Part 1 of this series addressed the application of the Dutch Matrimonial Property Law on the division or settlement of property and assets between spouses in international divorce. This is of special interest for expats in divorce. In part 2 we are going to focus on the effect of the law on maintenance.
Does Dutch law apply to maintenance?
The law applicable to maintenance can be different from the law that applies to the Matrimonial Property Regime.
Based on The Hague Protocol 2007, the law of the usual country of residence of the person entitled to receiving maintenance is applicable for determining child maintenance. If a Dutch judge receives such a request and the children live in the Netherlands, the Court will determine child maintenance according to Dutch law.
Based on the protocol mentioned above, in the case of spousal maintenance, the law of the usual country of residence of the person entitled to receiving maintenance applies. There is, however, one exception. If the person obliged to pay spousal maintenance contests this law and the marriage has a closer tie to another country, then that law applies.
The protocol primarily considered the last country in which the parties had a common residence. Numerous factors play a role, such as the location where the marriage took place. Other factors are the length of residence of the spouses in the different countries, their nationality, etc. This possibility to exception can lead to lengthy discussions in international divorce. This holds especially for expats that often have a closer tie to the country of their common nationality.
Be well informed when it comes to maintenance payments. The differences between countries are enormous, especially where spousal maintenance is concerned. The length of the maintenance obligation differs, as well as the amount. In Norway, for example, spousal maintenance does not exist.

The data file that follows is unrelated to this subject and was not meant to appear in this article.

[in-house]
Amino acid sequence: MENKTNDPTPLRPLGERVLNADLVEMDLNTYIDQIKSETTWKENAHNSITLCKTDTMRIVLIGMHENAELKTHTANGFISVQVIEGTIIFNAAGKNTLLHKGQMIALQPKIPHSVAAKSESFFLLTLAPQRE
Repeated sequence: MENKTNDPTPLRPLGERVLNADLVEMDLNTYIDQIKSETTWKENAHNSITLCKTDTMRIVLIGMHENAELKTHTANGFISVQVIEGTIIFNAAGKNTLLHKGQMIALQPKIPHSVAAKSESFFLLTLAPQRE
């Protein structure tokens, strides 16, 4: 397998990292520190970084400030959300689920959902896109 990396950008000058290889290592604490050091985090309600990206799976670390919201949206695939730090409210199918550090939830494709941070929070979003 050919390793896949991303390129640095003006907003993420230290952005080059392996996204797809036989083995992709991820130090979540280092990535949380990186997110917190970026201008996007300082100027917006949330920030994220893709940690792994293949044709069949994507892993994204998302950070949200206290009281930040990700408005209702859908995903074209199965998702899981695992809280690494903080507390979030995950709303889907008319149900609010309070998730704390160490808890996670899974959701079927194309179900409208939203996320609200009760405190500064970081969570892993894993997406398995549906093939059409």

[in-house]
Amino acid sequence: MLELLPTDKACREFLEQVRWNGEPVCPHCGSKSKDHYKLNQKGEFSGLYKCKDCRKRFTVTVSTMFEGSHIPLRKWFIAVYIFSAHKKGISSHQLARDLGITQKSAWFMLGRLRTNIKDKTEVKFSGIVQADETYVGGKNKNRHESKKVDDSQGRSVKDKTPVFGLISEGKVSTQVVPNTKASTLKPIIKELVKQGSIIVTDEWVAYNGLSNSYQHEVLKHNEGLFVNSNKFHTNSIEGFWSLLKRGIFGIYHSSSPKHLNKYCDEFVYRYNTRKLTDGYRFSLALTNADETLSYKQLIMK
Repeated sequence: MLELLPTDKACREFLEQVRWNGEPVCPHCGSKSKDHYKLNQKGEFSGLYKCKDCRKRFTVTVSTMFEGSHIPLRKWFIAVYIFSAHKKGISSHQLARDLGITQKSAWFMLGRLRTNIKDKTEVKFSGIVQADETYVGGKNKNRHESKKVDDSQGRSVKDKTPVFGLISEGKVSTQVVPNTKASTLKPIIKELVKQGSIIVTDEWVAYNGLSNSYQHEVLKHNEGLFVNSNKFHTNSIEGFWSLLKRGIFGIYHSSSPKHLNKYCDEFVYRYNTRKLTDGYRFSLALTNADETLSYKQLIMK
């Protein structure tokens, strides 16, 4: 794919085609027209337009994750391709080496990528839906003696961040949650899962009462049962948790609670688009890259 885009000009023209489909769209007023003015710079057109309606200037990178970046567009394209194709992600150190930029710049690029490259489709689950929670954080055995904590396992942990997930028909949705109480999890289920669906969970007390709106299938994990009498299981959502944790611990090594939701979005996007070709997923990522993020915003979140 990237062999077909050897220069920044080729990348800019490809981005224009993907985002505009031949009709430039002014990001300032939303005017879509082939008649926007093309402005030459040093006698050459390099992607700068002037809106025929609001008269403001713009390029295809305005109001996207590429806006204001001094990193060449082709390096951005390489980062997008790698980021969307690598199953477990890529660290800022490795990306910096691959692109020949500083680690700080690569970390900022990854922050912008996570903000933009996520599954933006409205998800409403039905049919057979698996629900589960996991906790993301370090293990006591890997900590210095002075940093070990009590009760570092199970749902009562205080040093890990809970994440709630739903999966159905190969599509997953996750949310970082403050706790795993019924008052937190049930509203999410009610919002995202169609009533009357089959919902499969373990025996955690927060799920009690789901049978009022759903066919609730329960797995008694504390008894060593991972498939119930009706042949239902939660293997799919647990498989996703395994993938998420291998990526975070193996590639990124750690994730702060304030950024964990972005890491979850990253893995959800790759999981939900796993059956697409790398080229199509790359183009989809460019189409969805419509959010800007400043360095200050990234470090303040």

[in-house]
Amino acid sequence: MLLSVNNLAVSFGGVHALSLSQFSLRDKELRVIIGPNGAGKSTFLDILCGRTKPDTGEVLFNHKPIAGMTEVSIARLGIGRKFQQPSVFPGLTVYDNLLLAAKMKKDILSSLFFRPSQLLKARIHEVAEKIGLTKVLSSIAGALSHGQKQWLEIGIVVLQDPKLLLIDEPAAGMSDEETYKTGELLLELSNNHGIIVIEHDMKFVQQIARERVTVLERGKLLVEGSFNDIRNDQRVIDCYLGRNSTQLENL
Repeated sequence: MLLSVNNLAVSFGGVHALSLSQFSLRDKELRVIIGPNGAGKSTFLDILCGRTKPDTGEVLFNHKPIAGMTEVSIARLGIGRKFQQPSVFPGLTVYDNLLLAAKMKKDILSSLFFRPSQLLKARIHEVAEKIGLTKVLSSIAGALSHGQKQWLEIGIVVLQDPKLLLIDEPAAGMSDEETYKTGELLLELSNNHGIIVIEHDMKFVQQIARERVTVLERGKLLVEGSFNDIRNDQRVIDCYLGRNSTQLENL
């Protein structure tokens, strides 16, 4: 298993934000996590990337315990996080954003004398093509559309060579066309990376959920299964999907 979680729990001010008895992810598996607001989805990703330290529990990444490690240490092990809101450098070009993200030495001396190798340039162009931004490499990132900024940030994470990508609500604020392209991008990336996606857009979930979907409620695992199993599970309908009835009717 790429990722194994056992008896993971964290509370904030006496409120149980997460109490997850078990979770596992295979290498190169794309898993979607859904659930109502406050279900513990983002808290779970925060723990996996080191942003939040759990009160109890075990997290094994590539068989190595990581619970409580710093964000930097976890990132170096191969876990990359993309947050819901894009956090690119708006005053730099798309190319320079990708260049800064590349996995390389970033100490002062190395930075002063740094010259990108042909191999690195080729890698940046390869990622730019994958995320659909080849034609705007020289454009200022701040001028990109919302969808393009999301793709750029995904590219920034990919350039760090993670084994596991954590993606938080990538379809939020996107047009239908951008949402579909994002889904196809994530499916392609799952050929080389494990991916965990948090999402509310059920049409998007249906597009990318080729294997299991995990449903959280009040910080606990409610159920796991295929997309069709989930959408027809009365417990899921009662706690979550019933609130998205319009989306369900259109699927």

If you are an expat living in the Netherlands and you are involved in an international divorce, please do not hesitate to contact us for advice on how to find the best solution.
Marjet Groenleer is an attorney-at-law and associate partner at GMW lawyers in The Hague. She has been active in family law for more than 15 years, focused on on (international) divorces. Marjet is a trained divorce mediator with the vFAS (Dutch Association of Family mediators and lawyers).
Marjet has a particular interest and a profound knowledge of the international aspects of family law. She is an expert in dealing with complex financial and multi-jurisdictional cases of an international family breakdown. Because of her experience and previous jobs, she is familiar with several foreign legal systems. A great number of her clients are expats. She understands the needs of expats working for the various international organisations and companies based in The Netherlands, specifically in the area of The Hague (lsuch as EPO, Estec, OPCW, NATO, the tribunals, ICC, Shell, etc.)
Marjet worked as a lecturer in International Civil Law for several years and at the Court of Appeals in The Hague in the family law sector. Today, she is a deputy judge in the Court of Appeals in Amsterdam. Marjet publishes regularly in professional journals and keeps you informed of the various complex aspects of (international) divorces with her weblogs.